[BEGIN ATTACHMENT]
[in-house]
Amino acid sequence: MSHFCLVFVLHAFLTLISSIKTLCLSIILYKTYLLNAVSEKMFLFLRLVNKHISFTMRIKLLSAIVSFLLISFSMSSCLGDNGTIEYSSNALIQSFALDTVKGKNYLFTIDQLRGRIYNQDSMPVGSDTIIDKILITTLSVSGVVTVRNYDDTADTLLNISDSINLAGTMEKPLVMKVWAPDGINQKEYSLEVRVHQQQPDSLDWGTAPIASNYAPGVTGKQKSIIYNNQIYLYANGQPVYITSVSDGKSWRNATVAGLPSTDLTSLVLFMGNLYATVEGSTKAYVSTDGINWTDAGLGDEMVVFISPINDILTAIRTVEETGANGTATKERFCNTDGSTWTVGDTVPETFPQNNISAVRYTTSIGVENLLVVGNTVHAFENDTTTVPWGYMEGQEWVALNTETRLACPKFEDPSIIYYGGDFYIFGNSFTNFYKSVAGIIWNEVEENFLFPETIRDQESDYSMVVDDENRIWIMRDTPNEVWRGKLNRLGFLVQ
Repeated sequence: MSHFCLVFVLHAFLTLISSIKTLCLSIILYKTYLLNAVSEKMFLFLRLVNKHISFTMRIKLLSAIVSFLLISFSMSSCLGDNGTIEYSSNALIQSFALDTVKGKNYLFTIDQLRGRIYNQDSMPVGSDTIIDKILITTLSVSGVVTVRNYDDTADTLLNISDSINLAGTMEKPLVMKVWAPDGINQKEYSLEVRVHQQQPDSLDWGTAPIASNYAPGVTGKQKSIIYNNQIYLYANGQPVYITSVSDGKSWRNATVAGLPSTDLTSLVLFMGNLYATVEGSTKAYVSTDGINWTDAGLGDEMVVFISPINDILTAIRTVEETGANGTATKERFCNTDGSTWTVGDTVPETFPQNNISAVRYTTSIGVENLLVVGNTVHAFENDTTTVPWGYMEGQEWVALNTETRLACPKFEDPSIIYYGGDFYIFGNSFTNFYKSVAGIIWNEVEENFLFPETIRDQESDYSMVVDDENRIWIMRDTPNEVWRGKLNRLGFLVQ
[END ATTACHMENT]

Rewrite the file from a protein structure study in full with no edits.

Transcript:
[in-house]
Amino acid sequence: MSHFCLVFVLHAFLTLISSIKTLCLSIILYKTYLLNAVSEKMFLFLRLVNKHISFTMRIKLLSAIVSFLLISFSMSSCLGDNGTIEYSSNALIQSFALDTVKGKNYLFTIDQLRGRIYNQDSMPVGSDTIIDKILITTLSVSGVVTVRNYDDTADTLLNISDSINLAGTMEKPLVMKVWAPDGINQKEYSLEVRVHQQQPDSLDWGTAPIASNYAPGVTGKQKSIIYNNQIYLYANGQPVYITSVSDGKSWRNATVAGLPSTDLTSLVLFMGNLYATVEGSTKAYVSTDGINWTDAGLGDEMVVFISPINDILTAIRTVEETGANGTATKERFCNTDGSTWTVGDTVPETFPQNNISAVRYTTSIGVENLLVVGNTVHAFENDTTTVPWGYMEGQEWVALNTETRLACPKFEDPSIIYYGGDFYIFGNSFTNFYKSVAGIIWNEVEENFLFPETIRDQESDYSMVVDDENRIWIMRDTPNEVWRGKLNRLGFLVQ
Repeated sequence: MSHFCLVFVLHAFLTLISSIKTLCLSIILYKTYLLNAVSEKMFLFLRLVNKHISFTMRIKLLSAIVSFLLISFSMSSCLGDNGTIEYSSNALIQSFALDTVKGKNYLFTIDQLRGRIYNQDSMPVGSDTIIDKILITTLSVSGVVTVRNYDDTADTLLNISDSINLAGTMEKPLVMKVWAPDGINQKEYSLEVRVHQQQPDSLDWGTAPIASNYAPGVTGKQKSIIYNNQIYLYANGQPVYITSVSDGKSWRNATVAGLPSTDLTSLVLFMGNLYATVEGSTKAYVSTDGINWTDAGLGDEMVVFISPINDILTAIRTVEETGANGTATKERFCNTDGSTWTVGDTVPETFPQNNISAVRYTTSIGVENLLVVGNTVHAFENDTTTVPWGYMEGQEWVALNTETRLACPKFEDPSIIYYGGDFYIFGNSFTNFYKSVAGIIWNEVEENFLFPETIRDQESDYSMVVDDENRIWIMRDTPNEVWRGKLNRLGFLVQ